A Canadian REIT’s “Dream” Office

This new Toronto space shows off what’s possible for other tenants.

Dream-03

Image courtesy of figure3.

Dream Office REIT is a Canadian real estate investment trust that owns 24.1 million square feet of space in urban areas across Canada. When it came time to design their new space in Scotia Plaza — an iconic downtown Toronto tower — Dream turned to the workplace designers at figure3.

“The design challenge was to create a space that reflects the company culture of Dream Office REIT, while at the same time show what’s possible for prospective tenants at Scotia Plaza,” said Tamarisk Saunders, figure3’s communications manager. “Dream has some 200,000 square feet of space to lease in the building, so their office is as much a case study of what can be done as it is home for the business.”

Scroll to see photos and learn more about the project.

Image courtesy of figure3.

Image courtesy of figure3.

What is the address of the project?

40 King Street West, Toronto

Who was the building architect?

WZMH Architects

Who was the interior architect/designer?

figure3

Image courtesy of figure3.

Image courtesy of figure3.

When was the project completed?

November 2015

What is the total square footage?

22,500 square feet

How many total employees are there and what is the daily population?

130

Is any part of the space unassigned? If so, how much?

There is 4,712 square feet of unassigned space that includes the board room, meeting rooms, teaming areas, and lunch room.

Image courtesy of figure3.

Image courtesy of figure3.

Tell us about the office’s proximity to public transportation and other amenities.

With over 40 quality shops and services available and a 550 seat international food court, the tenants of Scotia Plaza have direct access to a wide selection of amenities without having to leave the building. And with Scotia Plaza’s central location on Toronto’s PATH system, tenants are conveniently connected to a world of transit, shopping, dining and entertainment options.

Scotia Plaza child care facility has capacity for 60 children available on-site. Ages accepted range from infant to five years for full or part-time care.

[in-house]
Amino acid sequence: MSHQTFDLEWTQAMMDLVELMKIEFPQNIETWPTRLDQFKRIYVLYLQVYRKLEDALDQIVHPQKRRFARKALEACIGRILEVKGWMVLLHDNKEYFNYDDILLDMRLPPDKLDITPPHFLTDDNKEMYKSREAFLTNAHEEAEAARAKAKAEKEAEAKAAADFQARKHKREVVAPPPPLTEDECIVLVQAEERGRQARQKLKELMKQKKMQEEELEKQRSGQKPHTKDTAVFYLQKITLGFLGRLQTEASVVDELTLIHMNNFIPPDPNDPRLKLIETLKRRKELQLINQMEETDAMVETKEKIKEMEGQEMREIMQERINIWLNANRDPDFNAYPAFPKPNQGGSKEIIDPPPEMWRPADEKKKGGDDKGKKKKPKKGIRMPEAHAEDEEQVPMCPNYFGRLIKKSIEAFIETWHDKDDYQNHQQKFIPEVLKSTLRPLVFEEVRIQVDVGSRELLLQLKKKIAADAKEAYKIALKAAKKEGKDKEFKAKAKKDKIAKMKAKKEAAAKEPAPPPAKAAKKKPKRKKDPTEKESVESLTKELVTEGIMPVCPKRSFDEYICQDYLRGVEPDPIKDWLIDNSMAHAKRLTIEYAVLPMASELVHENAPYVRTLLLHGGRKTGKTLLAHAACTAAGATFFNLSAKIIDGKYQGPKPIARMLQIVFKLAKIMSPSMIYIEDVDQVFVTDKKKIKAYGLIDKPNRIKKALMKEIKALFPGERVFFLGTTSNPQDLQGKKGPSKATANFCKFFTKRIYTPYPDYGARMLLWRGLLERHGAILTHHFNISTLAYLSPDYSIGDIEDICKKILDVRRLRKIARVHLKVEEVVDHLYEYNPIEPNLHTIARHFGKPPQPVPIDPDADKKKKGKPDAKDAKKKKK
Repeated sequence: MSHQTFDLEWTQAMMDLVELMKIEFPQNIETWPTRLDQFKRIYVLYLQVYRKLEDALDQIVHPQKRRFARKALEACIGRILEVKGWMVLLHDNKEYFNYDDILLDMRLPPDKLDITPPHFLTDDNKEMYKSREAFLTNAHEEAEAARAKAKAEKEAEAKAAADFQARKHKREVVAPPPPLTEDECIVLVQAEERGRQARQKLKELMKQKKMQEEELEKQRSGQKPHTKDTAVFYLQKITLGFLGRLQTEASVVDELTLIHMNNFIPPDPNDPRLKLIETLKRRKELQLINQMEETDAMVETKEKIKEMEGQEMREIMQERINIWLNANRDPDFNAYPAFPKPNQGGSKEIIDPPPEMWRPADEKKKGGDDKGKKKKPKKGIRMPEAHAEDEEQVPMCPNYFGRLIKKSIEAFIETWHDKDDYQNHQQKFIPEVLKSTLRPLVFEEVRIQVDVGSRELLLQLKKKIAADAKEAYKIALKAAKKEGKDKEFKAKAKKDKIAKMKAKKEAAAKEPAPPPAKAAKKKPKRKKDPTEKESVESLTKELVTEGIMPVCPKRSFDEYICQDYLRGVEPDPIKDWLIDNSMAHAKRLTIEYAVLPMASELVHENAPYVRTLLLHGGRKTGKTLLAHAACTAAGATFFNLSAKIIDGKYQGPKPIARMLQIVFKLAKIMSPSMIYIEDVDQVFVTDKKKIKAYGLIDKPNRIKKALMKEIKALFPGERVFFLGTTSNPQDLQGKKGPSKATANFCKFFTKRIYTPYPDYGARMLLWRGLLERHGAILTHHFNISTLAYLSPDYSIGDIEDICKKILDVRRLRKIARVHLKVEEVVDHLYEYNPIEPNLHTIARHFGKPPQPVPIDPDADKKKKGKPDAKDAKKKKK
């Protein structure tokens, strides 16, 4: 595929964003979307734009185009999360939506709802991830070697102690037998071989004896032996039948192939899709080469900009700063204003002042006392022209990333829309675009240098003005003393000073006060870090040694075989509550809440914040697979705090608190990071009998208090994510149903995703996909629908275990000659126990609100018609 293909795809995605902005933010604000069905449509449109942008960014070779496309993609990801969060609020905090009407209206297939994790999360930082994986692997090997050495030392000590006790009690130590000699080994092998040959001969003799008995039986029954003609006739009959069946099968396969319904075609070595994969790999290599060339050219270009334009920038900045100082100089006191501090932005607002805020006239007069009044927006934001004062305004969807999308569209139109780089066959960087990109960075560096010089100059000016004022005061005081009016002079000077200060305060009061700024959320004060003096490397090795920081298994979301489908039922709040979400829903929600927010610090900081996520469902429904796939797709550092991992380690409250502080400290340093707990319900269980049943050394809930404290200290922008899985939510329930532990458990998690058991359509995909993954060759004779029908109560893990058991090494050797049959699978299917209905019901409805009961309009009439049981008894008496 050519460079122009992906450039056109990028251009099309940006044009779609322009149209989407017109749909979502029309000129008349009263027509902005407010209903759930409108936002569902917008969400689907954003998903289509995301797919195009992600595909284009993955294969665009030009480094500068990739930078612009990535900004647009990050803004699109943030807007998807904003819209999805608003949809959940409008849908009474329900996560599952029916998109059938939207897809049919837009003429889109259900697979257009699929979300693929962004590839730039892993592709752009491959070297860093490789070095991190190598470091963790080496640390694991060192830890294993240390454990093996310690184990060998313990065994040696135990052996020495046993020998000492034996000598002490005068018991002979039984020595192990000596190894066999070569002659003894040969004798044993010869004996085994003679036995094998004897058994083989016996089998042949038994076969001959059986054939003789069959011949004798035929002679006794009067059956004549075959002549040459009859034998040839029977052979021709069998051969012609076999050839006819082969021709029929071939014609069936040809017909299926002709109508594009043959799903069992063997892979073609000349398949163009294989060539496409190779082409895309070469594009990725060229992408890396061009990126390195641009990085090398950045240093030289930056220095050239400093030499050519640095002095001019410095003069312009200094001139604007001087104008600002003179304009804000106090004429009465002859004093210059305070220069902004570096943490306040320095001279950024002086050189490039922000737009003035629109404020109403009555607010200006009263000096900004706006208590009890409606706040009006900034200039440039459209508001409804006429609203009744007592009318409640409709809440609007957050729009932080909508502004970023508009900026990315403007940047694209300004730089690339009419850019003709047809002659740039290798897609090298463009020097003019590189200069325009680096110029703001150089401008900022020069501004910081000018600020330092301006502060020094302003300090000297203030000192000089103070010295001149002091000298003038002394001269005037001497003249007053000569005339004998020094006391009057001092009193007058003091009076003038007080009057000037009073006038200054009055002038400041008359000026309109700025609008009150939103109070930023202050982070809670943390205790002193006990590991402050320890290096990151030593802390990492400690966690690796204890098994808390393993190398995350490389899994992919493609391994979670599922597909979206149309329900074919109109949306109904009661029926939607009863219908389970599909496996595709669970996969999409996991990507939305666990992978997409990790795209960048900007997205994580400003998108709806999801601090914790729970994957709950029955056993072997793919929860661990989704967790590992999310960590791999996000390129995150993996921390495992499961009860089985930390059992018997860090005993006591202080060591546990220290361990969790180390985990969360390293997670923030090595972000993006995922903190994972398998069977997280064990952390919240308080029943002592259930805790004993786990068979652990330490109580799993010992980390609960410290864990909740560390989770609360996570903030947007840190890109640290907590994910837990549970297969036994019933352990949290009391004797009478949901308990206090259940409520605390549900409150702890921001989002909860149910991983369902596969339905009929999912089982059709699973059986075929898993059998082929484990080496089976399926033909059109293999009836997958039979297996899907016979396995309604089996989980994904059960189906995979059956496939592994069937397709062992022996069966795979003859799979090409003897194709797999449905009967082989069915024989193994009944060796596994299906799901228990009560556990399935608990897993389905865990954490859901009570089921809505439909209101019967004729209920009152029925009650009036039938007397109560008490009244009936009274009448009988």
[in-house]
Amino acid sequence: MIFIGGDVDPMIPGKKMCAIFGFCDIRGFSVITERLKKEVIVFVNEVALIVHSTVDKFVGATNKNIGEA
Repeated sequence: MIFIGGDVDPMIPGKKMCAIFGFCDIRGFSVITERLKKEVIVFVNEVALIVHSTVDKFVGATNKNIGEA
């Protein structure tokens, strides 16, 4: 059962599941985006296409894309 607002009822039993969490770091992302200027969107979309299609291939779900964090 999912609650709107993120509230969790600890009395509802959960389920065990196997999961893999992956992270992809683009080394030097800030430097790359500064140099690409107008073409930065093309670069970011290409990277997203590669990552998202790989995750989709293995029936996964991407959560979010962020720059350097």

The building itself is directly above the King Street TTC subway stop and is in the heart of Toronto’s business and finance district.

Which furniture brands/dealers were used?

Teknion and Herman Miller

Image courtesy of figure3.

Image courtesy of figure3.

How is the company’s brand reflected in the space?

Custom graphics throughout the space reflect the company’s fun, collaborative and open work place culture.

Scotia Plaza’s distinctive sawtooth design was innovative at a time it was built — the ’80s — when corner offices were all the rage; about 22 of them are possible on each floor, owing to that jagged edge. Most buildings are able to accommodate about eight, typically.

But a wealth of corner offices obstructs the stunning views and nor is it a fit with the company’s culture. As an organization, they are far less hierarchical. Dream’s space takes Scotia Plaza’s original design brilliance and works it to its advantage with today’s office standards.

What is the most unique feature of the new space?

The view. Typical occupiers in this building have favored reserving the views for the wealth of corner offices this unique floor plate offers. Dream Office REIT’s new layout puts the view front and center from almost every vantage point.

Image courtesy of figure3.

Image courtesy of figure3.

If the company moved out of a previous space, what was the hardest aspect of change for people?

Dream Office REIT shared office space with Dream Global REIT and the two groups outgrew the space they shared with Dream Unlimited and Dream Industrial at 30 Adelaide St E, a Dream-owned building where they’d been for a decade.

In addition, one of its tenants there, IFDS (a sister company to State Street Financial), needed more room so they decided to move into Scotia Plaza — a building they owned and had 200,000 square feet of vacancy to fill.

Moving into the building and re-imaging the space powerfully highlights what’s possible to any prospective tenants.

 

 

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